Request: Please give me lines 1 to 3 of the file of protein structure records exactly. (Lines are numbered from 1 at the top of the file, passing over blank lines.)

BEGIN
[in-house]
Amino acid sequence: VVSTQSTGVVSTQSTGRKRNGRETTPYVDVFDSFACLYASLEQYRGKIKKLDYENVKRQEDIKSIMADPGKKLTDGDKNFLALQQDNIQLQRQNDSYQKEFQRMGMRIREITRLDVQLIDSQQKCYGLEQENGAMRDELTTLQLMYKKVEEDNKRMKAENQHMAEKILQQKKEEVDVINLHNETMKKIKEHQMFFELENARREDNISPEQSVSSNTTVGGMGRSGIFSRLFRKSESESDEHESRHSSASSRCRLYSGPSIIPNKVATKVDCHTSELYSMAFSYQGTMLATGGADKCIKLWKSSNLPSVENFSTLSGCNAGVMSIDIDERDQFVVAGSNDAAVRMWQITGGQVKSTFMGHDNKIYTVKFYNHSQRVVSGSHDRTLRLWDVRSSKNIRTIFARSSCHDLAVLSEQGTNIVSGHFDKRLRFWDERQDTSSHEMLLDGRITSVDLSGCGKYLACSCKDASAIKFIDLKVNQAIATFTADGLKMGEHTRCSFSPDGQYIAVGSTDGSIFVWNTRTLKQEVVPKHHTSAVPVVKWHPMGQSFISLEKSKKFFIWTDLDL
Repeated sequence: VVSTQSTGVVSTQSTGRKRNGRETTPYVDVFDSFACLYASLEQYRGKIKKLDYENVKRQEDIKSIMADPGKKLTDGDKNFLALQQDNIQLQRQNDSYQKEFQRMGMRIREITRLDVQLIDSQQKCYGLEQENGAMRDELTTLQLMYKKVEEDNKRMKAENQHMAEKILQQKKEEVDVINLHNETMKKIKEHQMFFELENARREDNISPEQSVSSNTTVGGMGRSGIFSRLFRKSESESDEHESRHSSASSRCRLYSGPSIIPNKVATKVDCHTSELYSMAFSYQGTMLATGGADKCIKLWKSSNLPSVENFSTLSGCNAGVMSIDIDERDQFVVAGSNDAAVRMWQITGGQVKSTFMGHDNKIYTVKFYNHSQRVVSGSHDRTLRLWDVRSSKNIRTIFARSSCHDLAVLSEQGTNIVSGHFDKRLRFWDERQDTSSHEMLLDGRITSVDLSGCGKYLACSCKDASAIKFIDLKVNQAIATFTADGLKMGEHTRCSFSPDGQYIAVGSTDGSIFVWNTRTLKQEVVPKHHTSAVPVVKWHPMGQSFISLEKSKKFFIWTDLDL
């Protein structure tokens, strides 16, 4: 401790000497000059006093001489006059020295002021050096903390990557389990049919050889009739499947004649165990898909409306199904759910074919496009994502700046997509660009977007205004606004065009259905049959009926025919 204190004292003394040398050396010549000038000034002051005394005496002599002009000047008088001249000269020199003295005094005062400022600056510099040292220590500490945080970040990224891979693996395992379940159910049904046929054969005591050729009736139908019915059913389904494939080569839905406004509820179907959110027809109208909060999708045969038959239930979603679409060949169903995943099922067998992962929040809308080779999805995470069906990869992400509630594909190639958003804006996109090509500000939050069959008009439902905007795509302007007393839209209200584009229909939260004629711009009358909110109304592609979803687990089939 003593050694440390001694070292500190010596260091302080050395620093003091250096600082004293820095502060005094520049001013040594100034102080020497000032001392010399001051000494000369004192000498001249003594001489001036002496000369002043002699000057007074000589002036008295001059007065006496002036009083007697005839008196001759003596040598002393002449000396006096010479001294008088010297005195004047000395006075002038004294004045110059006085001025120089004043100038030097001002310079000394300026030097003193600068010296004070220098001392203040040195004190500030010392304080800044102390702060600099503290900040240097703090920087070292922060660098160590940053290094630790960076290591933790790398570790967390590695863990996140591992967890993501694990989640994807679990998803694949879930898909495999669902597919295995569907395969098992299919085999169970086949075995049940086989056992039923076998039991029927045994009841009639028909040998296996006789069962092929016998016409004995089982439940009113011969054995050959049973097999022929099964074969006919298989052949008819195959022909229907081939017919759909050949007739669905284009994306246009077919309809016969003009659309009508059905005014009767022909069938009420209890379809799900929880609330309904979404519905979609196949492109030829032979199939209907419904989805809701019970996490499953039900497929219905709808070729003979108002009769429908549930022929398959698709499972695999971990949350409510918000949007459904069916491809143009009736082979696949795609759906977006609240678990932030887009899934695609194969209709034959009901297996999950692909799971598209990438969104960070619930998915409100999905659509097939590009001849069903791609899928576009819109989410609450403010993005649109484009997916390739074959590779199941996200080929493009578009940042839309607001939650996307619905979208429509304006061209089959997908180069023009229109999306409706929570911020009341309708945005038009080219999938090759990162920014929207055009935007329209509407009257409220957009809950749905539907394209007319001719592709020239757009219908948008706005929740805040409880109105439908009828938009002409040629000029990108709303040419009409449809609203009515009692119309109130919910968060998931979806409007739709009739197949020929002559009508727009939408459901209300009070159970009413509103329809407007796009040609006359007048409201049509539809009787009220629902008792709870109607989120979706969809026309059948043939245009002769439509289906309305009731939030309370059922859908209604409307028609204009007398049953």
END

[in-house]
Amino acid sequence: VVSTQSTGVVSTQSTGRKRNGRETTPYVDVFDSFACLYASLEQYRGKIKKLDYENVKRQEDIKSIMADPGKKLTDGDKNFLALQQDNIQLQRQNDSYQKEFQRMGMRIREITRLDVQLIDSQQKCYGLEQENGAMRDELTTLQLMYKKVEEDNKRMKAENQHMAEKILQQKKEEVDVINLHNETMKKIKEHQMFFELENARREDNISPEQSVSSNTTVGGMGRSGIFSRLFRKSESESDEHESRHSSASSRCRLYSGPSIIPNKVATKVDCHTSELYSMAFSYQGTMLATGGADKCIKLWKSSNLPSVENFSTLSGCNAGVMSIDIDERDQFVVAGSNDAAVRMWQITGGQVKSTFMGHDNKIYTVKFYNHSQRVVSGSHDRTLRLWDVRSSKNIRTIFARSSCHDLAVLSEQGTNIVSGHFDKRLRFWDERQDTSSHEMLLDGRITSVDLSGCGKYLACSCKDASAIKFIDLKVNQAIATFTADGLKMGEHTRCSFSPDGQYIAVGSTDGSIFVWNTRTLKQEVVPKHHTSAVPVVKWHPMGQSFISLEKSKKFFIWTDLDL
Repeated sequence: VVSTQSTGVVSTQSTGRKRNGRETTPYVDVFDSFACLYASLEQYRGKIKKLDYENVKRQEDIKSIMADPGKKLTDGDKNFLALQQDNIQLQRQNDSYQKEFQRMGMRIREITRLDVQLIDSQQKCYGLEQENGAMRDELTTLQLMYKKVEEDNKRMKAENQHMAEKILQQKKEEVDVINLHNETMKKIKEHQMFFELENARREDNISPEQSVSSNTTVGGMGRSGIFSRLFRKSESESDEHESRHSSASSRCRLYSGPSIIPNKVATKVDCHTSELYSMAFSYQGTMLATGGADKCIKLWKSSNLPSVENFSTLSGCNAGVMSIDIDERDQFVVAGSNDAAVRMWQITGGQVKSTFMGHDNKIYTVKFYNHSQRVVSGSHDRTLRLWDVRSSKNIRTIFARSSCHDLAVLSEQGTNIVSGHFDKRLRFWDERQDTSSHEMLLDGRITSVDLSGCGKYLACSCKDASAIKFIDLKVNQAIATFTADGLKMGEHTRCSFSPDGQYIAVGSTDGSIFVWNTRTLKQEVVPKHHTSAVPVVKWHPMGQSFISLEKSKKFFIWTDLDL